The Spring Framework distribution also ships with a number of so-called showcase applications. Each showcase application provides fully working examples, focused on demonstrating exactly one new Spring 2.0 feature at a time. The idea is that you can take the code in these showcases and experiment with it, as opposed to having to create your own small project to test out new Spring 2.0 features. The scope of these showcase applications is deliberately limited; the domain model (if there even is one) consists of maybe one or two classes, and typical enterprise concerns such as security, error-checking, and transactional integrity are omitted deliberately.
This small application showcases implementing Spring MVC Controllers using the dynamic language support introduced in Spring 2.0.
The web application is very simplistic, because the intent is to convey the basics of the dynamic language support as applied to Spring MVC and pretty much nothing else.
There is one Groovy file in the application. It is called 'FortuneController.groovy' and it is located in the 'war/WEB-INF/groovy' folder. This Groovy script file is referenced by the 'fortune' bean in the 'war/WEB-INF/fortune-servlet.xml' Spring MVC configuration file.
You will notice that the 'fortune' bean is set as refreshable via the use of the 'refresh-check-delay' attribute on the <lang:groovy/> element. The value of this attribute is set to '3000' which means that changes to the 'FortuneController.groovy' file will be picked up after a delay of 3 seconds.
If you deploy the application to Tomcat (for example), you can then go into the exploded '/WEB-INF/groovy' folder and edit the 'FortuneController.groovy' file directly. Any such changes that you make will be picked up automatically and the 'fortune' bean will be reconfigured... all without having to stop, redeploy and restart the application. Try it yourself... now admittedly there is not a lot of complex logic in the 'FortuneController.groovy' file (which is good because Controllers in Spring MVC should be as thin as possible).
You could try returning a default Fortune instead of delegating to the injected FortuneService, or you could return a different logical view name, or (if you are feeling more ambitious) you could try creating a custom Groovy implementation of the FortuneService interface and try plugging that into the web application. Perhaps your custom Groovy FortuneService could access a web service to get some Fortunes, or apply some different randomizing logic to the returned Fortune, or whatever. The key point is that you will be able to make these changes without having to redeploy (or bounce) your application. This is a great boon with regard to rapid prototyping.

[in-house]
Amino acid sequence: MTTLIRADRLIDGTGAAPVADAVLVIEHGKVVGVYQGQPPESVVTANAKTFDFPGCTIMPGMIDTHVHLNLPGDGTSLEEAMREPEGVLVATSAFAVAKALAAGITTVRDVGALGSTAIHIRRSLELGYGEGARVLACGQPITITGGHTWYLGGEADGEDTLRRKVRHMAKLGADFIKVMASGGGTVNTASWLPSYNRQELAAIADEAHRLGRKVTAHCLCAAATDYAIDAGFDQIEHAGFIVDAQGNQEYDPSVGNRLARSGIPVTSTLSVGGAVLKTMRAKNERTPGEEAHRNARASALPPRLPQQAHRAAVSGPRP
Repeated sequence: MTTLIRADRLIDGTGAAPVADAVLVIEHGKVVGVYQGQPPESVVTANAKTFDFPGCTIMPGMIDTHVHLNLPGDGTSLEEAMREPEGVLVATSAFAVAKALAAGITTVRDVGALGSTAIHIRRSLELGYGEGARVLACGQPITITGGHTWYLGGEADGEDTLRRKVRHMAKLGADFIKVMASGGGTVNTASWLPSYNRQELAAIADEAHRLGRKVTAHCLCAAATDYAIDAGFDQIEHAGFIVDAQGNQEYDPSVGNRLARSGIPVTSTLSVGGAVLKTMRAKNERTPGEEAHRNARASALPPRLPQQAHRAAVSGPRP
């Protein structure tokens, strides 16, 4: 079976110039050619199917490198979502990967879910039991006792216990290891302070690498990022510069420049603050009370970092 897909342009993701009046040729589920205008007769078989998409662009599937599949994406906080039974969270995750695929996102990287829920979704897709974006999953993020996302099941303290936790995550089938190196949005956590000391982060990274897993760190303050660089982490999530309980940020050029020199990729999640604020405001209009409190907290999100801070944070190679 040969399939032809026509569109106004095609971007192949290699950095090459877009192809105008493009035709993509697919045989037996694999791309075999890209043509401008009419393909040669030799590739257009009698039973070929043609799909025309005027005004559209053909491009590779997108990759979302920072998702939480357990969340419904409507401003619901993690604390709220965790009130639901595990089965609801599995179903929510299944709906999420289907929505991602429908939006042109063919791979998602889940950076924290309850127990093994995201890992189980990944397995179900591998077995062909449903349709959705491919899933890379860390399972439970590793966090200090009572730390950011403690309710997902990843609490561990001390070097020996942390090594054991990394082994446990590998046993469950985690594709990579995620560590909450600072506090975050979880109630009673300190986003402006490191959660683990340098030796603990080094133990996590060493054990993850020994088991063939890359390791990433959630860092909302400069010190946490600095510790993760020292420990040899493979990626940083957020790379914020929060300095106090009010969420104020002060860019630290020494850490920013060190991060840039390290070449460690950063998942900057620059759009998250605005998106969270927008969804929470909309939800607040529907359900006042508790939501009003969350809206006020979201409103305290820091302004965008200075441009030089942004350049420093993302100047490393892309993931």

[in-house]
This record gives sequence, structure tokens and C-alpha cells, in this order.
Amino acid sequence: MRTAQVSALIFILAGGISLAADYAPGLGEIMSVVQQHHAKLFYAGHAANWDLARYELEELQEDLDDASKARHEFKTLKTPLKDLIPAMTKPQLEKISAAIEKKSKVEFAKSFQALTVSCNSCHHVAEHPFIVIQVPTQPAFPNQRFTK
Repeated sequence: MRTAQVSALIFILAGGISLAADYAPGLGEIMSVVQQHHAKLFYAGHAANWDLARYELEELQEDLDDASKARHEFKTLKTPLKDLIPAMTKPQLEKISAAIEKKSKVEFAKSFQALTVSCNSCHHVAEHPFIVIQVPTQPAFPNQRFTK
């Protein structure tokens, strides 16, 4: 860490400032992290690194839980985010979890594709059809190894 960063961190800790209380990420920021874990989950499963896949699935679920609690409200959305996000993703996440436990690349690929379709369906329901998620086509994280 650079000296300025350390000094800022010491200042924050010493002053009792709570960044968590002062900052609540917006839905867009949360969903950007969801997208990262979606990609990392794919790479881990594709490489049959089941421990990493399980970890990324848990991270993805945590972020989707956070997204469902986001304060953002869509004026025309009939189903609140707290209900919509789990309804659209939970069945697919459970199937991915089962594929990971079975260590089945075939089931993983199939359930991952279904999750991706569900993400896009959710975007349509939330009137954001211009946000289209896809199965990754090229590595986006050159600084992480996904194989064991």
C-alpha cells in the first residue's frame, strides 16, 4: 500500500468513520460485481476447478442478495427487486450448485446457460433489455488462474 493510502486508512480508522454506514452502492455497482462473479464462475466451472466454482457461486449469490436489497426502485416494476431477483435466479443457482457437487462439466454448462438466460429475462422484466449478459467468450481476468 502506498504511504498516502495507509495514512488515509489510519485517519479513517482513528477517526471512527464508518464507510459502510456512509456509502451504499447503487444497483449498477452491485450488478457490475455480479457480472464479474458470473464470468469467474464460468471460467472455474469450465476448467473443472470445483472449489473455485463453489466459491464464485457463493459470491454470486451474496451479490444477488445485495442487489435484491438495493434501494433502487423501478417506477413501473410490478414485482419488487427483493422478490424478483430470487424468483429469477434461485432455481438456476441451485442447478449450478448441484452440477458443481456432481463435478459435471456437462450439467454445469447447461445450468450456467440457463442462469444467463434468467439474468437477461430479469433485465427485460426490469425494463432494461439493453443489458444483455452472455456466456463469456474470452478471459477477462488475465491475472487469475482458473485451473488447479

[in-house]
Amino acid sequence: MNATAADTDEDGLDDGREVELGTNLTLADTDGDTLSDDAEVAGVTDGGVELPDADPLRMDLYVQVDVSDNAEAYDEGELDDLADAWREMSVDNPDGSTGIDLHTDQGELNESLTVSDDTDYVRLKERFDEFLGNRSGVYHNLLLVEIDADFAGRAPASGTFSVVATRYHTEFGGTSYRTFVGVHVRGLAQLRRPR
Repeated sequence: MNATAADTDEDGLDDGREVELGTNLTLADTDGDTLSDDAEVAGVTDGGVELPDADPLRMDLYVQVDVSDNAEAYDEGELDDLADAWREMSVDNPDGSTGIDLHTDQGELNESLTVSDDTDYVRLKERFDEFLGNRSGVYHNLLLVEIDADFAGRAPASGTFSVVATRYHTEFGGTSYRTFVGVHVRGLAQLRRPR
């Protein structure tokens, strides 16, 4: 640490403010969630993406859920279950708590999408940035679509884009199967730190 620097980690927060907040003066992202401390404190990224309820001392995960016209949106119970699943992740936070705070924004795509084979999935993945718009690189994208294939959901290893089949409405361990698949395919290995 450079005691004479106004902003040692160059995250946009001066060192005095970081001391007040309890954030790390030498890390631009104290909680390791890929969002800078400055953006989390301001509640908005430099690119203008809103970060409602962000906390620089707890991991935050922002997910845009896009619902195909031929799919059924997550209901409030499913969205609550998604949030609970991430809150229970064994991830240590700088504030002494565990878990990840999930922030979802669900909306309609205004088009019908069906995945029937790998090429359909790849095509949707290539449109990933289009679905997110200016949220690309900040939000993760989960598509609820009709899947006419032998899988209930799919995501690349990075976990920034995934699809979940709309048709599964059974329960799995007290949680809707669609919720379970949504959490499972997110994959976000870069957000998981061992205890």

The samples/showcases/dynamvc directory contains the web-app source. For deployment, it needs to be built with Apache Ant. The only requirements are JDK >=1.4 (it is Groovy that requires at a minimum JDK 1.4) and Ant >=1.5.
Run "build.bat" in this directory for available targets (e.g. "build.bat build", "build.bat warfile"). Note that to start Ant this way, you'll need an XML parser in your classpath (e.g. in "%JAVA_HOME%/jre/lib/ext"; included in JDK 1.4). You can use "warfile.bat" as a shortcut for WAR file creation. The WAR file will be created in the "dist" directory.
This small project showcases using some of the Java5 features in Spring to implement DAOs with Hibernate and JDBC. This project is very simplistic, because the intent is to convey the basics of using the SimpleJdbcTemplate and the @Repository annotation and several other DAO-related features, but nothing else.
The domain in this sample application concerns itself with car parts. There are two domain classes: Part and CarModel. Using a CarPartsInventory car plants for example will be able to query for parts, update the stock of certain parts and add new parts.
Based on a CarPartsInventory interface there are 3 DAO implementations, each using a different style. Two are using Hibernate and the other is using JDBC. The JdbcCarPartsInventoryImpl uses JDBC and the SimpleJdbcTemplate. If you look closely at this DAO you will see that the Java5 features the SimpleJdbcTemplate uses significantly clean up your data access code.
The TemplateHibernateCarPartsInventoryImpl uses the HibernateTemplate to query for Parts and update part stock. This is nothing out of the ordinary if you're used to programming using Spring and Hibernate. The PlainHibernateCarPartsInventoryImpl however does not use the HibernateTemplate anymore. It uses the plain Hibernate3 API to query the session and the database for parts. Of course, the Hibernate3 API does not throw Spring DataAccessExceptions while this was originally one of the reasons to start using the HibernateTemplate. Spring 2.0 however adds an annotation that still allows you to get the same behavior. The @Repository annotation (if you look carefully at the PlainHibernateCarPartsInventoryImpl, you'll see it's marked as such) in combination with the PersistenceExceptionTranslatorPostProcessor automatically take care of translation Hibernate exception into Spring DataAccessExceptions.
The samples/showcases/java5-dao directory contains the project's source. The project only contains unit tests that you can look at apart from the source code. To build and run the unit tests, you need to build with Apache Ant (or run the sample in your favorite IDE). Run ant tests using a Java5 VM (the project uses annotations and generics)